| November 09, 2016
As I am sure you have heard by now, Donald Trump has won the U.S. Presidency. As Jim Rutenberg notes in the New York Times the news media and polls once again fundamentally misread the true feelings of the American electorate. If we learn anything from this surprise result, it is that salience and difference matter as much in politics as they do in branding.
In his article Rutenberg states that the media failed to capture,
“the boiling anger of a large portion of the American electorate that feels left behind by a selective recovery, betrayed by trade deals that they see as threats to their jobs and disrespected by establishment Washington, Wall Street and the mainstream media.”
Superficially Trump’s win is a tribute to salience and his ability to dominate social and traditional media. However, just as many iconic brands draw their power from a deep seated cultural tension, so too did Trump. Back in July of this year when Kantar Millward Brown assessed the standing of the two Presidential candidates, we found huge concern among Trump supporters over the threat newcomers posed to traditional American culture and values and over the size of government.
When it came to the face-off between Trump and Clinton it was a case of the uncandidate versus the establishment. Salience was no longer the advantage it had been because Clinton was equally strong, but Trump dominated when it came to difference. With Cruz and Sanders out of the race, Trump became the anti-establishment choice, and between April and July the perception that Trump would ‘limit the role of government’ nearly doubled. Looking for an outlet for their frustration the disillusioned among the electorate gave their vote to the outsider.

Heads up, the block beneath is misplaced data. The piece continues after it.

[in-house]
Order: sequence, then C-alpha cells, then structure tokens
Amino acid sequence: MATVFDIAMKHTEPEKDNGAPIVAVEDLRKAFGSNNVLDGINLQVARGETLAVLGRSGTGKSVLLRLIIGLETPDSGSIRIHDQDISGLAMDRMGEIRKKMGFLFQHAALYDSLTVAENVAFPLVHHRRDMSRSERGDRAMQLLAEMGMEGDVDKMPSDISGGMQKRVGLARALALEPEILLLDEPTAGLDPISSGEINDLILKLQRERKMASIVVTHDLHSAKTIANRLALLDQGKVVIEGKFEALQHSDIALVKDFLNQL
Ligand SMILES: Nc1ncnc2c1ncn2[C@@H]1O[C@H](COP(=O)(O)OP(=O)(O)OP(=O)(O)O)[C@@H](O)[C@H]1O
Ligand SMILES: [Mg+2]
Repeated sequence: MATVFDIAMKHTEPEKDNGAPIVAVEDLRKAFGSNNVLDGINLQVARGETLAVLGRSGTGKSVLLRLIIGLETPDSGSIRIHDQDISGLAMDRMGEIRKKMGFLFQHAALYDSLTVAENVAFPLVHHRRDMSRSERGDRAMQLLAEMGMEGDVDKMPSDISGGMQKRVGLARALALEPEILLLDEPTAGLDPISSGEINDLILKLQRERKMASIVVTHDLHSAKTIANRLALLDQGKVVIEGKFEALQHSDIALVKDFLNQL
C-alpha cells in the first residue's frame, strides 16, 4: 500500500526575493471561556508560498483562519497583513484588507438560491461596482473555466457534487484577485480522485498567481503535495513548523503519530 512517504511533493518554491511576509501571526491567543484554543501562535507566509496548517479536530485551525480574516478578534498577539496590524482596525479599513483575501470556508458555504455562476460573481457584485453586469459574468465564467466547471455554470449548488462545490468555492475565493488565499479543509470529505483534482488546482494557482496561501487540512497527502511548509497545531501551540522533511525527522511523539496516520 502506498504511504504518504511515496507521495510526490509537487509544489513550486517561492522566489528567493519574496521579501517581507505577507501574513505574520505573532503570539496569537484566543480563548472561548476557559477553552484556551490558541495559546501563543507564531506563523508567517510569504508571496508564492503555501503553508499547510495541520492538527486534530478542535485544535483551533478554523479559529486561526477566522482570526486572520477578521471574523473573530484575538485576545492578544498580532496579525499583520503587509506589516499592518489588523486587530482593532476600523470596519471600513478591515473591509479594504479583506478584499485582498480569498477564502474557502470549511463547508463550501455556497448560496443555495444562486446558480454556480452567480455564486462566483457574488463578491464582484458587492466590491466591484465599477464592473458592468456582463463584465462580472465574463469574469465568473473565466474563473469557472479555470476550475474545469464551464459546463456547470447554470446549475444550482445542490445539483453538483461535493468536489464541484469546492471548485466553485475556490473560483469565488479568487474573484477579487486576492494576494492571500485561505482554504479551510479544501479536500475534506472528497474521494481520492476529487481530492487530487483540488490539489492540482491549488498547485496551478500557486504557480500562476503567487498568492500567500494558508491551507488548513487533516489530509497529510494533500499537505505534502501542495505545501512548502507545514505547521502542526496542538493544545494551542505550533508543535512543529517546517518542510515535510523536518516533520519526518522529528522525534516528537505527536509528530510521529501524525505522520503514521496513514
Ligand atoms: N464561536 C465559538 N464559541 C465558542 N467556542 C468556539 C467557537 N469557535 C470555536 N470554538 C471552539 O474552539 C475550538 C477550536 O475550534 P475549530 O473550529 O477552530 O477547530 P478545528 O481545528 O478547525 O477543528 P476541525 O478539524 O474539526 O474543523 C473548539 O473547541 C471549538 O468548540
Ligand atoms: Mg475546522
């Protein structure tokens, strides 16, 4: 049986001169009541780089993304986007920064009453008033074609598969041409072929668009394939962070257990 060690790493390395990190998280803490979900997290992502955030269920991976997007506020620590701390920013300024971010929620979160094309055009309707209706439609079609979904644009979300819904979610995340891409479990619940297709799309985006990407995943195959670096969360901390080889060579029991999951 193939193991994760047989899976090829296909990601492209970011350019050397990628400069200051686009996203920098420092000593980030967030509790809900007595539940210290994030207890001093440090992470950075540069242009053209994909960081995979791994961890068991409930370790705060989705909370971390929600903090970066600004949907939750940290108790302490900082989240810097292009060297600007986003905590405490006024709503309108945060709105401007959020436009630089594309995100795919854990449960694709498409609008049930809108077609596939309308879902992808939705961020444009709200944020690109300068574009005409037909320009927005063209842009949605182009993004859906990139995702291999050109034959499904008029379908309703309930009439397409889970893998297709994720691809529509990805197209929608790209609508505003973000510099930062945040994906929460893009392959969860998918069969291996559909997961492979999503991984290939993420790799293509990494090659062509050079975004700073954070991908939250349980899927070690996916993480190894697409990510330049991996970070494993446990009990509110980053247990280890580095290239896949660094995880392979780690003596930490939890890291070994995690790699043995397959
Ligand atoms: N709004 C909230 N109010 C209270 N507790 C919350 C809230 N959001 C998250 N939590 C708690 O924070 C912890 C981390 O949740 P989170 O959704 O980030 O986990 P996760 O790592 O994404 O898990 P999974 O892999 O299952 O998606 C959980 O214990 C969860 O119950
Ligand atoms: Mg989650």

Beyond the ability to tap into a cultural tension three things helped Trump win:
- Trump knew his audience; he knew what his supporters cared about and preached to the choir, tapping into a cultural tension and clearly catering his message to appeal to his audience’s strongly-held personal and political beliefs.
- He also kept it simple, knowing that it’s the impression that counts, drawing upon his appearance as the anti-establishment candidate in order to drive perception that he was able to effect change, and limit the role of government.
- Trump also acted like a winner. According to Kantar Millward Brown research, Trump was intuitively and deliberatively associated with being confident, due in part to his bullish public statements. When people reflected on the subject, they realized that Clinton must be confident too, but it is on intuitive associations that Trump clearly won out. It has to be noted that neither candidate was strongly liked or trusted, so this intuitive associations were clearly a vital part in Trump’s success.
Of course, all of this is 20/20 hindsight. I did not expect to wake up in an alternative reality. But what is done is done and there are lessons aplenty in what has happened. But what do you think? Please share your thoughts.